Keep Martinez’s Rich History Alive!

Thank you for visiting -

We're glad you're here!

Visiting our online store is the a great way to support the Martinez Historical Society. Calendars are still available and directly benefit the Society’s annual Home Tour.

A Real Life Gothic Novel With a Local Twist

Written by Charlene Perry

Editor Notes by Harriett Burt

Editor’s Note:  It seemed to this writer like a good time to take a break from street names for a bit and look at some other subjects.  It was hard to make a choice from the many interesting columns written by the late City Historian, Charlene Perry.  But this one, written in February, 1983, really struck a chord. Nowadays, we would call a story like this a romance novel. (HJB)

How to condense all of the facets of a Gothic novel of the type so popular today into one column is our problem.  And, it is all true: at least, so says John F. S. Smith writing about his mother in Slocum’s 1882 “History of Contra Costa County”.

It began with the introduction of James Boylston, a captain in the British army, to a daughter of the Morgans, loyal Whigs (Patriots) of Massachusetts whose mother absolutely refused to entertain the idea of her daughter being courted by a Britisher – this was early in the Revolution and tempers were running high.

Love at first sight swept the young couple into clandestine meetings which culminated in marriage, arranged by the young lady’s brother, David.  This after the girl’s mother threatened to have the young Britisher seized by her slaves and delivered to General Washington as a spy. (Ed. Note: slavery was legal in Massachusetts until just after the Revolution).

Soon, the Captain had to return to war, never to return, leaving his young wife and infant daughter, Mary.  The young widow succumbed within a short time leaving little Mary to be reared by Uncle David.  He promised the dying woman on her deathbed that he would see to her child.

Grandma Morgan never relented and General Morgan kept his promise to do his best by Mary.  While the two were visiting at the home of the Lord Chief Justice of Canada, during Mary’s fifteenth year, Mary saw a portrait of the nephew of an Admiral Halloway, who was also visiting at the government residence.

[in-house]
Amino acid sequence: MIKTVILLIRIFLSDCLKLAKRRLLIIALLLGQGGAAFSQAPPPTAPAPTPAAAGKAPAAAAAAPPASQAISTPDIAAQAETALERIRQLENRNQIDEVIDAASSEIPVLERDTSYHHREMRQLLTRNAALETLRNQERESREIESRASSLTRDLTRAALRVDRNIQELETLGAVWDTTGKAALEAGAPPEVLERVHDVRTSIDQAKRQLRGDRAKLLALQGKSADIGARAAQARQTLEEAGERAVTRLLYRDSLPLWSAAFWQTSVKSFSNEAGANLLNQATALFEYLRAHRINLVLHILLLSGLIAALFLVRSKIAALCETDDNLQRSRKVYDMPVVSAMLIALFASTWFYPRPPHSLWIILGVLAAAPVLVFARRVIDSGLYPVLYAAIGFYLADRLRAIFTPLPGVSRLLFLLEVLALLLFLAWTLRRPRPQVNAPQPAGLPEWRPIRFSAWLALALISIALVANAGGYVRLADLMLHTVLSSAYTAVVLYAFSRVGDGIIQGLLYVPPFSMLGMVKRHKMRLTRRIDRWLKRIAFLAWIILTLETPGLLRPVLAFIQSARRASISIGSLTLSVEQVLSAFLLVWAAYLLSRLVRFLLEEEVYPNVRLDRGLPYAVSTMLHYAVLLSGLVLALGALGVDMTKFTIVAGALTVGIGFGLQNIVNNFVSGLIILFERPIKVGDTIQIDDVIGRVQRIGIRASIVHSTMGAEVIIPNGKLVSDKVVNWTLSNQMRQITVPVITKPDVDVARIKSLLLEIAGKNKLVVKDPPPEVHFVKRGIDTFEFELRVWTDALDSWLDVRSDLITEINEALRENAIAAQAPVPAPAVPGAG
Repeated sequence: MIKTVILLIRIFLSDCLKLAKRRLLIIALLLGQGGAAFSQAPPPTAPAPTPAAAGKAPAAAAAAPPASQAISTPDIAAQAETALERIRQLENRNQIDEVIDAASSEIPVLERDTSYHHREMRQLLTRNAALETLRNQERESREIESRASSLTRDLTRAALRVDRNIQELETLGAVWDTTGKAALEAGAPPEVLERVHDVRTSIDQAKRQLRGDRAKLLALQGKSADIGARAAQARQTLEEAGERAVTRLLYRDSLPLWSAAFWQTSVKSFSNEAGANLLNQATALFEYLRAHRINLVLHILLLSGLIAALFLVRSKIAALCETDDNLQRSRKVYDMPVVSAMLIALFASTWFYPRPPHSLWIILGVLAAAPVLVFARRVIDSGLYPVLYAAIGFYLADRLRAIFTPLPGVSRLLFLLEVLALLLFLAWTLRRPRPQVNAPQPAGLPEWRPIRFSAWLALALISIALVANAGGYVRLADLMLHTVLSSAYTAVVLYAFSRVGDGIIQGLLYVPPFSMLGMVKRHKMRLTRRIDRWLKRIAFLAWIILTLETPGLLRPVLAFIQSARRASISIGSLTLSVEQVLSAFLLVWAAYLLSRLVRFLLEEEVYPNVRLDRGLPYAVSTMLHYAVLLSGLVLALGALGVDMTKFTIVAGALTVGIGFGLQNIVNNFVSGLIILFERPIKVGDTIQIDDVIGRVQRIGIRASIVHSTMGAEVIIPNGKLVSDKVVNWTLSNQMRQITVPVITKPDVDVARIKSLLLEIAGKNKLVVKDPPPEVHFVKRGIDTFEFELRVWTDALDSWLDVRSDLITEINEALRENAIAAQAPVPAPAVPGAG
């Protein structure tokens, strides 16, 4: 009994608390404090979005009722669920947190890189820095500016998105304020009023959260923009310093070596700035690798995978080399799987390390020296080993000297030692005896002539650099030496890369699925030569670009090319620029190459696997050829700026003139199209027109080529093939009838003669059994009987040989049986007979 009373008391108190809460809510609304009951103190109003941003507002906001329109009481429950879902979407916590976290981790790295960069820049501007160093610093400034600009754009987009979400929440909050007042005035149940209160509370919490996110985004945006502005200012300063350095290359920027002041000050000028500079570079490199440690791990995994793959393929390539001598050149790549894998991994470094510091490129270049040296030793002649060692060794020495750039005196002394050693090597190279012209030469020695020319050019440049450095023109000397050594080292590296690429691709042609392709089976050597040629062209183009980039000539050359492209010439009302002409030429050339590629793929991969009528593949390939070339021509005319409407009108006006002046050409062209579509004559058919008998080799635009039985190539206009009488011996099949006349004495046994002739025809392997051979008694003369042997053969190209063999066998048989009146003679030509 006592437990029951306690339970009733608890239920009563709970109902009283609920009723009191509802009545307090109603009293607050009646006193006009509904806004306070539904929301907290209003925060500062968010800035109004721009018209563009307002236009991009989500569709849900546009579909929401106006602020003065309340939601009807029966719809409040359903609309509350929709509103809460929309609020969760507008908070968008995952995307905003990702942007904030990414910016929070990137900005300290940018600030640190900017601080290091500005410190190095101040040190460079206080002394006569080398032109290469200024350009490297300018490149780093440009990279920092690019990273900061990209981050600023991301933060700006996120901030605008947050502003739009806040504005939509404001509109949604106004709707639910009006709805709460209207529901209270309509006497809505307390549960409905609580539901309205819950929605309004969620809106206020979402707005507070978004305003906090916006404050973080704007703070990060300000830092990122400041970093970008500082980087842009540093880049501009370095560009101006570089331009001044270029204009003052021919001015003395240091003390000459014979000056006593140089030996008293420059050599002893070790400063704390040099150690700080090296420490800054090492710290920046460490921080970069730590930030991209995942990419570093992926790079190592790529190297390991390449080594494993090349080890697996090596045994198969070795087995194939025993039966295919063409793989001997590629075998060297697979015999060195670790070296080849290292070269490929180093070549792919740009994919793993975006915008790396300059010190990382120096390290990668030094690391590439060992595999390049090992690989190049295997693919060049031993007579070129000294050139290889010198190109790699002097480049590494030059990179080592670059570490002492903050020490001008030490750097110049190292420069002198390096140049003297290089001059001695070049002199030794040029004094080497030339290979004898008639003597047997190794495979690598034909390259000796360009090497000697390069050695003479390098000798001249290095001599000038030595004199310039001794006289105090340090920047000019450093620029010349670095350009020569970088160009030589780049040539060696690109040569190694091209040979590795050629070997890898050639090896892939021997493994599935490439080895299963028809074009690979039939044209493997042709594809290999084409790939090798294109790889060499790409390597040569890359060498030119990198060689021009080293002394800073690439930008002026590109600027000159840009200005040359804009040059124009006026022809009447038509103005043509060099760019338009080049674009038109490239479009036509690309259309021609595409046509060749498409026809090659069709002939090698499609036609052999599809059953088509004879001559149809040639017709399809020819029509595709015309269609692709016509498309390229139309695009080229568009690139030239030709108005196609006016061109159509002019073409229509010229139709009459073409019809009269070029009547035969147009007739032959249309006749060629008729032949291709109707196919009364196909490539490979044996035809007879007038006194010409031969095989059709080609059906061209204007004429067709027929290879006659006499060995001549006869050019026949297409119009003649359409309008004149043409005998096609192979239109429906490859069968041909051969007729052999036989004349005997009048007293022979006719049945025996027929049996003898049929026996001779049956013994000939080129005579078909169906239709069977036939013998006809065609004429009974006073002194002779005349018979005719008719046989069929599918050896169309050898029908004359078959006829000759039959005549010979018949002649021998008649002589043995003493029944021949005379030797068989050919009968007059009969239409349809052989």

Comparing the portrait with that of a miniature in a locket she wore, Mary felt the resemblance between the portrait and the picture of her own dear, lost father was so exact that she showed the Admiral.  He was astounded, never having heard that his nephew had married in the US. His untimely death as a hero left vast estates to the Admiral’s eldest son, who was next in line of inheritance.

 At the old Admiral’s insistence and with his help, papers were prepared to prove her rights and they journeyed to England where the heir refused to relinquish his claim.  This caused a rift between father and son and Mary and the old man returned to Canada to prepare a better case.  Alas, the old gentleman died before they could pursue the matter to its finish.  But before he died, he prevailed upon the Lord Chief Justice to carry the matter back to England to “enforce the claim of James Boylston’s proper heir and dispossess the degenerate son.”  So it was that Mary and the Justice made haste to return to England.  Fate intervened and one sad day, after sentencing a particularly painful miscreant, the old man died of a ruptured blood vessel.

Poor Mary, by now totally undone, was loathe to carry the matter further and so, having been given property by her uncle David, she returned to the state of her birth –Virginia—where she married Captain James Smith of the United States Navy.  They had three sons and a daughter.

Why is this story so interesting to Martinez? Mary Boylston Smith lies buried in Alhambra Cemetery, having died here in 1857.  Her son, Col. William M. Smith, founder of the city and husband of Susana de Martinez, lies somewhere nearby having died three years earlier.

John F. S. Smith, the youngest brother of William Smith and himself County Sheriff for a time, 1853-55, and Assessor from 1857 to 1859, speaks of his mother:

 “My old and truly venerated mother, after having joined her two remaining children in California, died in February, 1857, revered and honored far and wide; cradled in the Revolution, and during her early and long widowhood, the social drawing room companion of Jefferson, Madison, Webster, Clay, Jackson and other bright stars of America’s greatness – she was a living cyclepaedia of her country’s history.”